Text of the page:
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Insulation techniques
1. cavity wall insulation:
heat is conducted through the walls. An air gap(cavity wall)
reduces the heat loss. Cavity wall insulation reduces it further.
The wool-like material used to insulate your home traps air in
between its fibres to create an ‘air matrix’. This is why cavity wall
insulation is much more effective at retaining heat than empty
cavity walls.
2. Double glazed window:
The two layers of glass
have a small air gap between them. The trapped air in the gap is
an insulator. It reduces the heat loss through conduction. The air
gap is too narrow to allow the air to circulate easily. This therefore
reduces the rate of heat transfer by convection.
The trapped air reduces the rate of heat loss through
the window by conduction and convection. The room in
the house therefore stays warmer for longer reducing heating
3. Loft insulation:
This involves blowing insulating material into the gap between the
brick and the inside wall, which reduces the heat loss by conduction.
The material also prevents air circulating inside the cavity, therefore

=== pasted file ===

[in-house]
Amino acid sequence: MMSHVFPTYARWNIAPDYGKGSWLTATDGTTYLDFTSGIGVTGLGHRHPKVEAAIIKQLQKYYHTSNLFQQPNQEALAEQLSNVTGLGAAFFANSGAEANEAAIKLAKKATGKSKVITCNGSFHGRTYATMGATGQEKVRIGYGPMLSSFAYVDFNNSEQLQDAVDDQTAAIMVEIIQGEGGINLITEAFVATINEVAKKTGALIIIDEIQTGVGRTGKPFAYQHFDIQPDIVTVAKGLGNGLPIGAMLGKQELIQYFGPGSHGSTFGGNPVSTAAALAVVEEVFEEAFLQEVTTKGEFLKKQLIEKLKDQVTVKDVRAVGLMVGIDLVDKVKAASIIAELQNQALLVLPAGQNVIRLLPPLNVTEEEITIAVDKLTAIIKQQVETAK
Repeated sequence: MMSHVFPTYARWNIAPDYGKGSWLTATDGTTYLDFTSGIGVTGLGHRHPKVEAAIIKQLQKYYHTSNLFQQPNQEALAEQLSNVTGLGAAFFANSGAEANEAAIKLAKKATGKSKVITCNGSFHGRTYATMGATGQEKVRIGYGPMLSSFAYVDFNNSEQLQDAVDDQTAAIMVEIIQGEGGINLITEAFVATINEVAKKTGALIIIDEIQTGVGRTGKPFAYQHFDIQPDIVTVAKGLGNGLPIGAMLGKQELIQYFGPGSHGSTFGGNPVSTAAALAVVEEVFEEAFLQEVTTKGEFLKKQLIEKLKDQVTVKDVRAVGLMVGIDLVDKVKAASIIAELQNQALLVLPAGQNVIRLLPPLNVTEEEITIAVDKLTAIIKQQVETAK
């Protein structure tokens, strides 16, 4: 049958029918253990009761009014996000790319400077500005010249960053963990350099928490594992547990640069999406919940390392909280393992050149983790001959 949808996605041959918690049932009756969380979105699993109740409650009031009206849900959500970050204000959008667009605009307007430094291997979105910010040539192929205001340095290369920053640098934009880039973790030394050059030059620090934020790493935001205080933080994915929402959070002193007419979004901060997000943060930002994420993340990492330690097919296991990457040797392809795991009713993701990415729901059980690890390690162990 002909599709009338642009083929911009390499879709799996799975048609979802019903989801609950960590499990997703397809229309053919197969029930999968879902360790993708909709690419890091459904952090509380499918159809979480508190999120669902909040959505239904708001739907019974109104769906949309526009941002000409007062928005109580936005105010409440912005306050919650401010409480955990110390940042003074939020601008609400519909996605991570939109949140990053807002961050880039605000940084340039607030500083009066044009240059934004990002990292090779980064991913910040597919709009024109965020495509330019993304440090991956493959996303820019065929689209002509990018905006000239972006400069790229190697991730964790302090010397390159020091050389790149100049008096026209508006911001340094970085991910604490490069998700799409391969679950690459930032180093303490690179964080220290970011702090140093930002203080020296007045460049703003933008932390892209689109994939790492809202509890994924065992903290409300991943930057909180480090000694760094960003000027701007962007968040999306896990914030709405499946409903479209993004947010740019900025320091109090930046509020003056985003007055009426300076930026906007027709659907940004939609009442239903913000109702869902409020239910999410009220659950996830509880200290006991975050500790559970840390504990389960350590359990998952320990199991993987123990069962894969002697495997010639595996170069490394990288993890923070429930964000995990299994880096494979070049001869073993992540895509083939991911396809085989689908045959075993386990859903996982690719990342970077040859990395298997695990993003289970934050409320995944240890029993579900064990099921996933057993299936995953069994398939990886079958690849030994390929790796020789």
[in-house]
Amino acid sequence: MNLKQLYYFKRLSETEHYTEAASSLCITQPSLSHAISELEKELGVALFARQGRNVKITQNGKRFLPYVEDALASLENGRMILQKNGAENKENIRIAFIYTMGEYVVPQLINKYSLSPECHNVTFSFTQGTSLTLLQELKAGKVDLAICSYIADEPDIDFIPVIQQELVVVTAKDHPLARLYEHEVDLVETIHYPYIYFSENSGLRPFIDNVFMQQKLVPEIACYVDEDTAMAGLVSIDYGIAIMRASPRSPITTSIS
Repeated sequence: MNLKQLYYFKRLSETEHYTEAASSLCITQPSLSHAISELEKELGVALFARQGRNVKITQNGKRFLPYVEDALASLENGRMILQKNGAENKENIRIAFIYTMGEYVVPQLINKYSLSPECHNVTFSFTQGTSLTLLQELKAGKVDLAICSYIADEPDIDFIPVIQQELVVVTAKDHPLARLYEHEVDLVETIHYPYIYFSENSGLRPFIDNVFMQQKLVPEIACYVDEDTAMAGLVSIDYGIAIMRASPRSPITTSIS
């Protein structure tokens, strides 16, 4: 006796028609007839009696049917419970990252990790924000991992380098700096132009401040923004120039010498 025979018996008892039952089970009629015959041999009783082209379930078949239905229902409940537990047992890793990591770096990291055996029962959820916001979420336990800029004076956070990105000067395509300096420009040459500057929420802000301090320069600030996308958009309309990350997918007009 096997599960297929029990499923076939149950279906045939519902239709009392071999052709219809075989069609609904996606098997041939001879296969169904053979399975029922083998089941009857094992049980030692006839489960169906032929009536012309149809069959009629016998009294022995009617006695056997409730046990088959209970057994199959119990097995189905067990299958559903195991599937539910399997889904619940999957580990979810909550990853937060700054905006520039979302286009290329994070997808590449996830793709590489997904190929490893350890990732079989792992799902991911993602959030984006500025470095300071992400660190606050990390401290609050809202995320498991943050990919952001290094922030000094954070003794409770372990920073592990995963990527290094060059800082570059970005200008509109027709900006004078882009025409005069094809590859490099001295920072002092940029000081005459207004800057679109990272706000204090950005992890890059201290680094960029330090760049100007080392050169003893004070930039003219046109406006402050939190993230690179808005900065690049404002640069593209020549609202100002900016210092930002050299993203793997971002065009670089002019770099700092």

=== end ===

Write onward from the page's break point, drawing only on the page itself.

reducing heat loss by convection. Heat loss through the roof can be
reduced by laying loft insulation.
4. Draught excluder:
Anything that blocks the cold air from travelling around your doors or
windows is an effective draught excluder. Remember that this is not
intended to be an insulator in the way that loft insulation or wall
insulation is. Insulation prevents heat from passing through it, whilst
draught excluders prevent cold or warm air from passing around it.
5. Under floor insulation
Heat is conducted into the ground. Many modern buildings have
under-floor insulation to reduce this heat loss
Heat loss from a badly insulated house is shown in the picture. Write down few ways to
reduce heat loss. Briefly describe how they work?